Think before you click

Nov. 20, 2012
How to make your emails more secure

The recent resignation by Gen. David Petraeus due to an alleged email scandal brings to light one of my most common sense cyber security rules - think before you click. This should be a flashing neon light so that whenever there is content that may be offensive to others it should say, "are you sure?"  I bet the woman who sent the incriminating emails would have changed her mind.

I agree there are fine lines between law enforcement, privacy rights (or lack thereof), and the ability to collect that information, which needs to be better defined.  Agencies that are responsible for weeding out social and cyber criminals such as stalkers, online predators, and financial scammers need to have better defined guidelines and rules prior to searches of personal email, computers and mobile phones.

How do I keep my emails private? What do I do?  I use digital certificates and digital encryption to secure my emails from being intercepted by third parties.  I also use my digital signature to sign adobe documents and attachments which could be sensitive in nature, to ensure that the person to whom I sent the document can trust that I’m the one that sent it. By doing this it will also bind the document to them by requiring their digital certificate to open the document.  Since our company uses Microsoft Exchange, we can also retract emails that may have been sent unintentionally.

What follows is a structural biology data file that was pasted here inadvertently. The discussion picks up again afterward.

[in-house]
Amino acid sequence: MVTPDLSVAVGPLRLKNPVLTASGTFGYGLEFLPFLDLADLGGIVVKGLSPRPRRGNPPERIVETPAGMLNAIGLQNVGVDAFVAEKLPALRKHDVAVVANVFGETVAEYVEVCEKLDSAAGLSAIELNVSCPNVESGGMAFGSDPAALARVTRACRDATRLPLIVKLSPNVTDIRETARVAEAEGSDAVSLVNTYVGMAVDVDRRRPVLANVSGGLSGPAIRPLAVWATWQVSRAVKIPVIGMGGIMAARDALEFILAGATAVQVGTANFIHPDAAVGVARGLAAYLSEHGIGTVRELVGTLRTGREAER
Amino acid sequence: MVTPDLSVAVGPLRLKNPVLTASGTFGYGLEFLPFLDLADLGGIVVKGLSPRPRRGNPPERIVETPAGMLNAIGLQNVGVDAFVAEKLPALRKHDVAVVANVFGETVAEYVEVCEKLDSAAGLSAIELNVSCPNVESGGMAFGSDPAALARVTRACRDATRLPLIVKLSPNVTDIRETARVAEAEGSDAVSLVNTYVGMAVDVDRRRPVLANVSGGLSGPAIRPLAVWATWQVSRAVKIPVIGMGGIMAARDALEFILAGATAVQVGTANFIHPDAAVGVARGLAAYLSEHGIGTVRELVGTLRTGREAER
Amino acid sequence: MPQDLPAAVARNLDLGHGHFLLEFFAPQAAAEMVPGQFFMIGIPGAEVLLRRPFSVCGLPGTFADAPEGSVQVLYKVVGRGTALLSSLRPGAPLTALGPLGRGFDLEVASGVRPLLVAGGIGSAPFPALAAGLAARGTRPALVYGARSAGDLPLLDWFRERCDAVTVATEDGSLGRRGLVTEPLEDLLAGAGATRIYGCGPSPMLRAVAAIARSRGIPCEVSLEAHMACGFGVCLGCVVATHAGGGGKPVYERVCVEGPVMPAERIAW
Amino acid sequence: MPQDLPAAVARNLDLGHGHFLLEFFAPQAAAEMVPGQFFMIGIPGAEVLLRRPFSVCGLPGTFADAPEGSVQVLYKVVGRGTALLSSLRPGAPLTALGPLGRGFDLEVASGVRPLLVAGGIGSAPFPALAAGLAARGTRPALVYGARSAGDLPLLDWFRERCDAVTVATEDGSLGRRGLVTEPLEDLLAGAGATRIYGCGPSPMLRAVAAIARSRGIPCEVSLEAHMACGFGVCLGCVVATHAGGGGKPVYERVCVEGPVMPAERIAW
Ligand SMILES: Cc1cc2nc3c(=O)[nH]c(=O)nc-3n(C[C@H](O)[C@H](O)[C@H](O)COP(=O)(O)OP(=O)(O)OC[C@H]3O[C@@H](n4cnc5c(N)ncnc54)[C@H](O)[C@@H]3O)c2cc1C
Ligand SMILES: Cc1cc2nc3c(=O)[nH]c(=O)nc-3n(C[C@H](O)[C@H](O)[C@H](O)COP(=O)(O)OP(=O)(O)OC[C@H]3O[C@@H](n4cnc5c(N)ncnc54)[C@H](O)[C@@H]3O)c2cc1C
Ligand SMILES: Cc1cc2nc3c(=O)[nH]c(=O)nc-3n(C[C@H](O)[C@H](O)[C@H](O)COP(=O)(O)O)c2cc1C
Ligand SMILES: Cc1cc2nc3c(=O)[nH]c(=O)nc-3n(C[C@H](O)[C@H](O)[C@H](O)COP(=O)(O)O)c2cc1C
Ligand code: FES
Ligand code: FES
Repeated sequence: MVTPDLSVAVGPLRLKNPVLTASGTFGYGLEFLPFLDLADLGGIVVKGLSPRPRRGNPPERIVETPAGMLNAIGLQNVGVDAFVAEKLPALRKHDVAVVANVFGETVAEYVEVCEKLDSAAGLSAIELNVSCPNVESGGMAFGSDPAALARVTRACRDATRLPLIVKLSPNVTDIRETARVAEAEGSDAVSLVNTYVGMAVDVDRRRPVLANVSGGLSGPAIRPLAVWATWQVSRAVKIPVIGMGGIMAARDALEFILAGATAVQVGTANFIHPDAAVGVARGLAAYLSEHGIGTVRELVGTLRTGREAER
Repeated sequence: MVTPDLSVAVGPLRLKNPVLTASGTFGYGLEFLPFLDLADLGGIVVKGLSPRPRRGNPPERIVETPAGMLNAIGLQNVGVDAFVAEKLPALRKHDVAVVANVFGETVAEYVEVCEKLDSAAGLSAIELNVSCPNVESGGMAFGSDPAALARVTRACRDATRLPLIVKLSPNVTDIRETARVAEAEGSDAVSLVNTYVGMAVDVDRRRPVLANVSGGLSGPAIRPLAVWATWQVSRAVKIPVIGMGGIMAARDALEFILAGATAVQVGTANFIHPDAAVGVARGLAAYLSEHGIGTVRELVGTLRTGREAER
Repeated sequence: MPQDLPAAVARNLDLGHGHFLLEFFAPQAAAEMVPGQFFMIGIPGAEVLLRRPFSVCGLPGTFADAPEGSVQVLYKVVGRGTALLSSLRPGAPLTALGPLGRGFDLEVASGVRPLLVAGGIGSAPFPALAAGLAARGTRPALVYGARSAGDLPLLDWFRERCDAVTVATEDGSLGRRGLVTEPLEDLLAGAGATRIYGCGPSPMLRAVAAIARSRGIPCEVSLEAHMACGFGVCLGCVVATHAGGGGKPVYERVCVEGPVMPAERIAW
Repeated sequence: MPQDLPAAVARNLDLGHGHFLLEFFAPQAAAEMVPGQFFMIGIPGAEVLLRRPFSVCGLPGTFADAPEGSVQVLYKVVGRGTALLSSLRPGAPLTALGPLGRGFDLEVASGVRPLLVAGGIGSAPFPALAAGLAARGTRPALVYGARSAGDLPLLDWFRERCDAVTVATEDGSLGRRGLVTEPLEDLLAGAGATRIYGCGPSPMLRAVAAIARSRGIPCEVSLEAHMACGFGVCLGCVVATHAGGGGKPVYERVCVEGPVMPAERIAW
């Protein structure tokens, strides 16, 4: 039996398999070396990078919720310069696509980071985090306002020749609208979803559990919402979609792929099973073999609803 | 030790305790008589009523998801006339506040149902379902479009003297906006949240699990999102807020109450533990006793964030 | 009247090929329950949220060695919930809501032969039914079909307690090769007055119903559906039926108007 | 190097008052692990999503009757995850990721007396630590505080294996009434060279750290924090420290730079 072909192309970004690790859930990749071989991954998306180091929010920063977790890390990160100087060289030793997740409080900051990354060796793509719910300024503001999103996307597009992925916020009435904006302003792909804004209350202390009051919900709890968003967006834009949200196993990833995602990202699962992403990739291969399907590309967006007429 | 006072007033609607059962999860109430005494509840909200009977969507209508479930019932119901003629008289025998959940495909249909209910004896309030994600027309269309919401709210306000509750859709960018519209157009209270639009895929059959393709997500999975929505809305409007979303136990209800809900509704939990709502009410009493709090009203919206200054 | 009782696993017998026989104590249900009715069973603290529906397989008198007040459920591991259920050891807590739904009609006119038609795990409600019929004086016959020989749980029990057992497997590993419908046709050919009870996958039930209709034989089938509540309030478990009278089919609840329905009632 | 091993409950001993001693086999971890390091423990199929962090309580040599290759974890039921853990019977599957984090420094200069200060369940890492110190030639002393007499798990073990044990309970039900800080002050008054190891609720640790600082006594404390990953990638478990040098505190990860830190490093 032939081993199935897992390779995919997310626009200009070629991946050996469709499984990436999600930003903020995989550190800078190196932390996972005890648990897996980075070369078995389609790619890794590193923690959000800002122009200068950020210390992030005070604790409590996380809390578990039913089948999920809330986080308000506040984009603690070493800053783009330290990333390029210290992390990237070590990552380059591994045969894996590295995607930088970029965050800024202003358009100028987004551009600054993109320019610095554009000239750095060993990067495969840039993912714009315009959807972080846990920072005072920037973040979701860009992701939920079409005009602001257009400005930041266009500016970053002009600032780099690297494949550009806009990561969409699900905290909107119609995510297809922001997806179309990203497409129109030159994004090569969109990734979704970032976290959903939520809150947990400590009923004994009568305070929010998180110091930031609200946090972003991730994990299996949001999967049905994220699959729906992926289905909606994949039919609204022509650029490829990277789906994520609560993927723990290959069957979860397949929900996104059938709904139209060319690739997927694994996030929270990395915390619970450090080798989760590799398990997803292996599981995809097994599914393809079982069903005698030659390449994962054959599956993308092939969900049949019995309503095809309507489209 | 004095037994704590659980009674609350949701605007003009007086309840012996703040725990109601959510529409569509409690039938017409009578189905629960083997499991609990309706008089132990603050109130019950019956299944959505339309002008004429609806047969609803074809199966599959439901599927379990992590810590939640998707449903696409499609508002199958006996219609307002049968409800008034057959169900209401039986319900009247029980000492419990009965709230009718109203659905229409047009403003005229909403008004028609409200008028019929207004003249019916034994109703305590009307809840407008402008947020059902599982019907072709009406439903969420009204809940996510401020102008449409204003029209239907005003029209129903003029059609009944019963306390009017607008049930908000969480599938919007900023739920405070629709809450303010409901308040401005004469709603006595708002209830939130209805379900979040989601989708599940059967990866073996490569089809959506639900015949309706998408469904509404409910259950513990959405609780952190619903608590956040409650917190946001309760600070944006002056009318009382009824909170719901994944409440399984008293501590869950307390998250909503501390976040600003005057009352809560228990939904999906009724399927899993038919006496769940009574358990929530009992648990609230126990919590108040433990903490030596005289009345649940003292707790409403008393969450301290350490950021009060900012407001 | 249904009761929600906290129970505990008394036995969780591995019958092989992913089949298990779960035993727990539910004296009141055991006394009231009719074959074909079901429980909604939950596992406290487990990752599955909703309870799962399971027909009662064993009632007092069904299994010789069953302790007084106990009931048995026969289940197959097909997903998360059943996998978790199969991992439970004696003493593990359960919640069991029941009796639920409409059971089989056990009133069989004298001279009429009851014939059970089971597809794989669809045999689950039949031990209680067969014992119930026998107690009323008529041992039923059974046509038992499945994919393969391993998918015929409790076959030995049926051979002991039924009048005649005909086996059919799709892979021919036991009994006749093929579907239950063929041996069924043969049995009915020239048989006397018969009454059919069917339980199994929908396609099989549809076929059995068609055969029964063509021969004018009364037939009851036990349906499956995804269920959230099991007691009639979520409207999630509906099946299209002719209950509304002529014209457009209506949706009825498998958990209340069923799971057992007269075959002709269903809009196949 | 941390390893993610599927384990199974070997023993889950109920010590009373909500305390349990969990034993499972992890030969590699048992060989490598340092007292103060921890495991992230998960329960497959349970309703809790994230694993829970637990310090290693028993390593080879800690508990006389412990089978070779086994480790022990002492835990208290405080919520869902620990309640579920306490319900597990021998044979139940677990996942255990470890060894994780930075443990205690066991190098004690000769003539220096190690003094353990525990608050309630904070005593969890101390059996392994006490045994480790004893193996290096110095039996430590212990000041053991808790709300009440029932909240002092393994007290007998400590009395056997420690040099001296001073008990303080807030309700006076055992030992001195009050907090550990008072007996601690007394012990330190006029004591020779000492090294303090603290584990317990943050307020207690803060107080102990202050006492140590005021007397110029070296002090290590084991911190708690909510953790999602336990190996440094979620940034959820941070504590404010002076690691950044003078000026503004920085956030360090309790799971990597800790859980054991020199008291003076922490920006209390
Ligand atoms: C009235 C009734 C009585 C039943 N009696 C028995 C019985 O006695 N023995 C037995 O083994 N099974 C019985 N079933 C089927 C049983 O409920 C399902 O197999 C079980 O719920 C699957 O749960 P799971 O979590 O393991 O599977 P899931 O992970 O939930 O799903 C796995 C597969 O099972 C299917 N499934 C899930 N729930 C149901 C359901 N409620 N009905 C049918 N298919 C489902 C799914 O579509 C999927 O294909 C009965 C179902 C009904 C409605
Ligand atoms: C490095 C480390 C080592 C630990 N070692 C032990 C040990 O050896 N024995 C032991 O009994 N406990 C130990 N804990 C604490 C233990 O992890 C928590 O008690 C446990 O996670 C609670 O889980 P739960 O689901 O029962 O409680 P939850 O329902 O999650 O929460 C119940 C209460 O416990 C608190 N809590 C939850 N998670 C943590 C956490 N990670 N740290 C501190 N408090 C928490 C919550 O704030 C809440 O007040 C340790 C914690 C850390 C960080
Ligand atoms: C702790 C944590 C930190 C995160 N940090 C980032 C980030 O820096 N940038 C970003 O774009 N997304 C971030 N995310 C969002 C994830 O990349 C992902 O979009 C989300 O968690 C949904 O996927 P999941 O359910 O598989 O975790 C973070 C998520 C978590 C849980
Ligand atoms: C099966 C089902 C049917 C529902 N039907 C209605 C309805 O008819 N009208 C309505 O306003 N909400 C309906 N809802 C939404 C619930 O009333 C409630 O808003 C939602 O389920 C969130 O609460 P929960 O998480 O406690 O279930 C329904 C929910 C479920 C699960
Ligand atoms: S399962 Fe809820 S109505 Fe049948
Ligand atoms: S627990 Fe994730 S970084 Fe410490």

Email is akin to photos on the Internet.  Once they get loaded into the cyber "cloud," they are indelibly written into the pages of life.  Once you send an email, most organizations retain the mail for 180 days, however, there is a legal audit procedure for large corporations known as"legal hold", which requires records retention for as many as 20 years. 

That said, I have started a deletion policy of my own, I will store one year online, 1 year offline, and backup and destroy the rest. There are many other tips that I would also recommend for the more security conscious user, such as running a portable email program like Mozilla Thunderbird from a biometric fingerprint USB.





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